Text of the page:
7 Ways to Live Well This Winter
1) Take a Winter Hike The couch may be calling post-New Year’s Eve, but there’s another way to kick off 2020. Launched in 2012, First Day Hikes is an initiative of America’s State Parks to inspire a little exercise and time in the great outdoors on January 1. “It gets people in the mindset of a new year, ready to make healthy lifestyle changes,” says Linda Lanterman, president of America’s State Parks and director of Kansas State Parks. Last year, nearly 73,000 participants covered more than 150,000 miles across the country, setting a new record. Sure, it’s cold. But dressing properly helps, as do perks planned at some parks, like guided hikes, bonfires and hot cocoa. (Find First Day events at stateparks.org, or just hit a local trail with friends or family.) Above all, Linda says, the camaraderie inspires people to join in: “We have people as old as 80 and as young as a few months old. It’s just a feel-good time.”
Tips for the Trip
What to Wear Dress in layers you can peel off or add with temperature changes. Protect your extremities with a hat, serious mittens or gloves (with hand warmers), wool socks, and waterproof boots.
What to Bring Take a trail map, a flashlight, nutritious snacks with protein (such as bars), water and tissues for cold-air sniffles. Bring something to mark the trail, like flags, if it’s not a guided hike.
What to Remember Check the weather first. Hike with a friend and tell someone else where you are going. Don’t go farther than you are able and turn around if you need to.
2) Add Muesli to the Menu What the heck is muesli anyway? It’s a traditional Swiss breakfast cereal of soft or lightly toasted whole grains, nuts and dried fruits. Minneapolis-based Seven Sundays makes eight varieties, all gluten-free. Eat it as a cold cereal, warmed like oatmeal, sprinkled on yogurt, or mixed into pancakes, muffins and other baked goods. Available at supermarkets nationwide and sevensundays.com.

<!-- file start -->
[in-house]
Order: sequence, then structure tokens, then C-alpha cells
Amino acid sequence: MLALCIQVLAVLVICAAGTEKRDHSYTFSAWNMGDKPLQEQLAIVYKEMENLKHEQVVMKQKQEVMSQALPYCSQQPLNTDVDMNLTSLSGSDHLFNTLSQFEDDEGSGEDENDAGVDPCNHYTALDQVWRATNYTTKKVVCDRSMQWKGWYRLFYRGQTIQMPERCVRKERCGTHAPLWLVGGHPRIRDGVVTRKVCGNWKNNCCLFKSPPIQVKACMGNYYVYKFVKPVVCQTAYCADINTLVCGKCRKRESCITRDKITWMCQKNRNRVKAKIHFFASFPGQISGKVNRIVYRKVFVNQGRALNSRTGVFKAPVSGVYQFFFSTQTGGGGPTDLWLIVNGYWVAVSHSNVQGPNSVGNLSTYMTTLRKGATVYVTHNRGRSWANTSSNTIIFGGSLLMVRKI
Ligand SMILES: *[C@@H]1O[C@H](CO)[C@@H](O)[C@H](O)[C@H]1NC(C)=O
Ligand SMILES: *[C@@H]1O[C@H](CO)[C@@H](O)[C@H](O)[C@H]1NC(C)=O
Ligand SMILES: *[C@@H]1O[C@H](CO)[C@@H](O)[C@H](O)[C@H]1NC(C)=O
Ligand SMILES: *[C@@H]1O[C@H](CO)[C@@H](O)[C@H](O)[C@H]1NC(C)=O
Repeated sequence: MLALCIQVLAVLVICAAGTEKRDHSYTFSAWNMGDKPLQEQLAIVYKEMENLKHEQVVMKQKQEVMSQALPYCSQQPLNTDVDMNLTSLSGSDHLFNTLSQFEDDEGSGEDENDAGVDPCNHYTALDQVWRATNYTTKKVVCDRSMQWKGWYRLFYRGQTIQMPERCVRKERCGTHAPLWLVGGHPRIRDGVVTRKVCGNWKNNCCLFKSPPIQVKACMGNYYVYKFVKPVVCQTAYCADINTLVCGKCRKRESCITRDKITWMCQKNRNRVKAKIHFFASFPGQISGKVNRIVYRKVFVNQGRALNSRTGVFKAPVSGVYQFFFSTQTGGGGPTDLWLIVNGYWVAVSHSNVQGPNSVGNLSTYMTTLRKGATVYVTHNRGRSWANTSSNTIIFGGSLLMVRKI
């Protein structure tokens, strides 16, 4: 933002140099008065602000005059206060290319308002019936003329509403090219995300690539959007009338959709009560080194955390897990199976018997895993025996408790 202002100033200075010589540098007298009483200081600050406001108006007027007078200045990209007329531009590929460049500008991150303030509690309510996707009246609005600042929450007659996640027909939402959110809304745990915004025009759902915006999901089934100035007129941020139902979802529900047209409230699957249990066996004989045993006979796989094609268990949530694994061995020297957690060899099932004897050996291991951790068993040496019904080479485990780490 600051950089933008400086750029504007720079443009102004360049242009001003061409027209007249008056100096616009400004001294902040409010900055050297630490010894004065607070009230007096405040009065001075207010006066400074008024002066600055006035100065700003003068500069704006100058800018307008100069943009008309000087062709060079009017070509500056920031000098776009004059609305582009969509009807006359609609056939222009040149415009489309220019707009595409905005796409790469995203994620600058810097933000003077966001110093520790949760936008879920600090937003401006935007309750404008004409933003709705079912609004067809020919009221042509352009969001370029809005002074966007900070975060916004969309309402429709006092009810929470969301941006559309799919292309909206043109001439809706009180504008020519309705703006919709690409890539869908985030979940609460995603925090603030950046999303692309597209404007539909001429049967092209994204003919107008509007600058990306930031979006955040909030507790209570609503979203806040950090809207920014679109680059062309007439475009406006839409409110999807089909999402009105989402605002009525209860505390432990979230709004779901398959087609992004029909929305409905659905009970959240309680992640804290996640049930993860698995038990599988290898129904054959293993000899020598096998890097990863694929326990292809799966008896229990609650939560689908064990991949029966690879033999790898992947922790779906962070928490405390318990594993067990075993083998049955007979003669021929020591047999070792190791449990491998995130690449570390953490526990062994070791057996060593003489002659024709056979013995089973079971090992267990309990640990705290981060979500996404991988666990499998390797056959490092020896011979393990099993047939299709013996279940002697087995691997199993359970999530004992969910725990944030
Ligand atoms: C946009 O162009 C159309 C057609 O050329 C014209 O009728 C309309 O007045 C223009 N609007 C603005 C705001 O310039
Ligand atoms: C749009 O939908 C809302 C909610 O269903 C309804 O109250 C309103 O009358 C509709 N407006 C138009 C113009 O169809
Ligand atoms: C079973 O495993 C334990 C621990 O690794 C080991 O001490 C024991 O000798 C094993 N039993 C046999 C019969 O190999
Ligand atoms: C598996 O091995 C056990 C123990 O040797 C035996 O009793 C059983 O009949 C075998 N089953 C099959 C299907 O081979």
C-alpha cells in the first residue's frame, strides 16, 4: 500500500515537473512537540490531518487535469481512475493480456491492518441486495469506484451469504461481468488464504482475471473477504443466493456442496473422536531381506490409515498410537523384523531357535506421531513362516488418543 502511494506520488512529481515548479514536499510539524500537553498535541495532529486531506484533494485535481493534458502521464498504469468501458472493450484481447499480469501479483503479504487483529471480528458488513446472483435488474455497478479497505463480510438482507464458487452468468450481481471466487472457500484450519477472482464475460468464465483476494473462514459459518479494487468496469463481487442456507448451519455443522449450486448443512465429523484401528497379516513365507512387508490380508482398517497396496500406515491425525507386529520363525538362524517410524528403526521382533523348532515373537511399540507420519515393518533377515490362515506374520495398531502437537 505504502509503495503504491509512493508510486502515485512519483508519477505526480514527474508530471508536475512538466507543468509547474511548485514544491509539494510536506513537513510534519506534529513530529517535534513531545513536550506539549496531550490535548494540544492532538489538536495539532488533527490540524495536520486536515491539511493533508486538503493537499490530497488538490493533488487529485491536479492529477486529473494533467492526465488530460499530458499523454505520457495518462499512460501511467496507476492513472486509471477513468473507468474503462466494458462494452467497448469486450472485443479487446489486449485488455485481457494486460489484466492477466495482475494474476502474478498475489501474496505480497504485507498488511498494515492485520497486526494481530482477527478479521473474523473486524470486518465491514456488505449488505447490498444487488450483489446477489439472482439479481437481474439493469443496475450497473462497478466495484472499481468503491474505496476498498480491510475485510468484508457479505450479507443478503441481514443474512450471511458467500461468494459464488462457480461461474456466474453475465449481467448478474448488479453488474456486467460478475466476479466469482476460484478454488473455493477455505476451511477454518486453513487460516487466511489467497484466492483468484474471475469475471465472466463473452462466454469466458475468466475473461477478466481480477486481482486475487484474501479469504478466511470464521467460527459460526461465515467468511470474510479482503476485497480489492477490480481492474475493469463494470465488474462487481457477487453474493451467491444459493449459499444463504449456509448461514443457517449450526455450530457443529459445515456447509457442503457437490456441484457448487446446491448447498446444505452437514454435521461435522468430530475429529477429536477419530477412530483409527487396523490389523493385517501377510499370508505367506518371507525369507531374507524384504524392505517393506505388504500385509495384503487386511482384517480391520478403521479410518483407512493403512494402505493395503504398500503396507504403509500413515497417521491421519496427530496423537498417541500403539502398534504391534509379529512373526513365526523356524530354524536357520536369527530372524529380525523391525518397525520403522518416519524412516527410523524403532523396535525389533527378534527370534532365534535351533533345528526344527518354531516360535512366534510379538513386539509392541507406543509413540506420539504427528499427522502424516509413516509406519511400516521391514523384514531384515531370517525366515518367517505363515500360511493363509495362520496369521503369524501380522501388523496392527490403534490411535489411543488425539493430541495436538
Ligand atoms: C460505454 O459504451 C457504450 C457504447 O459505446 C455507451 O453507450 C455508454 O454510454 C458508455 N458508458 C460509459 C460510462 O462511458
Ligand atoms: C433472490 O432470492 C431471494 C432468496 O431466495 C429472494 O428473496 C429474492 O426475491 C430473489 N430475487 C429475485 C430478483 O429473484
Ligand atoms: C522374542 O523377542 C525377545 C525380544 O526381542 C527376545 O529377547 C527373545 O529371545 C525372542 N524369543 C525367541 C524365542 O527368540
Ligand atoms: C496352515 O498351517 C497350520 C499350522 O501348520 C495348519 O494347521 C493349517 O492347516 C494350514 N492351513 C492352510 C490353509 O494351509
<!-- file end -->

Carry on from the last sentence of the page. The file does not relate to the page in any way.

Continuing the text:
3) Read a Collection of Notes for #MeTime Literati Bookstore owner Michael Gustafson put out a typewriter for anyone to use in his Ann Arbor, Michigan, shop—then turned the spontaneous notes left by customers into this hilarious, heartwarming book (Grand Central Publishing, $18).
4) Make the Holidays More Green "I haven’t bought gift wrap in years! We save bags and use them year after year. And we skip wrapping on larger items and hide them around the house for a scavenger hunt—eco-friendly, budget-friendly and as much fun as the gift itself." — Ginger Crichton, Midwest Living Senior Editor
5) Track Your Exercise on Your Phone For a workout that works for you and the greater good, download the PULLL app. Log your workout (spinning, running—even walks count!) and unlock funds from corporate partners that go directly toward cancer research at The Ohio State University.
The PULLL app is an extension of Pelotonia, a three-day cycling, volunteerism and entertainment event held each August in Columbus, Ohio. It was established in 2008 to supplement federal funding for cancer research and, since then, has raised more than $200 million.
6) Don't Hesitate to Eat Pumpkin too Ponder this stat: 381 percent of your daily recommended vitamin A is supplied by 1/2 cup of canned pumpkin (surely that negates the buttery piecrust and whipped cream, right?)
7) Order from a Bakery for All Did your niece just announce she’s gone vegan or gluten-free? Hit up one of these diet-friendly bakeries before the family get-together so that no one has to miss out on dessert.
Pattycake Bakery | Columbus, Ohio
Dutch apple, pumpkin and sweet potato pies are crowd-pleasers, and don’t forget eggnog cupcakes made with local Watershed bourbon—all vegan.
The Lunch Room | Ann Arbor, Michigan
Don’t miss the gluten-free Nostess cupcakes at this plant-based bakery, which hires employees recovering from substance abuse.
Goldenrod Pastries | Lincoln, Nebraska
Holiday faves include chocolate babka, gingerbread and bûche de Noël, all dairy- and/or gluten-free. Look for owner Angela Garbacz’s cookbook this spring.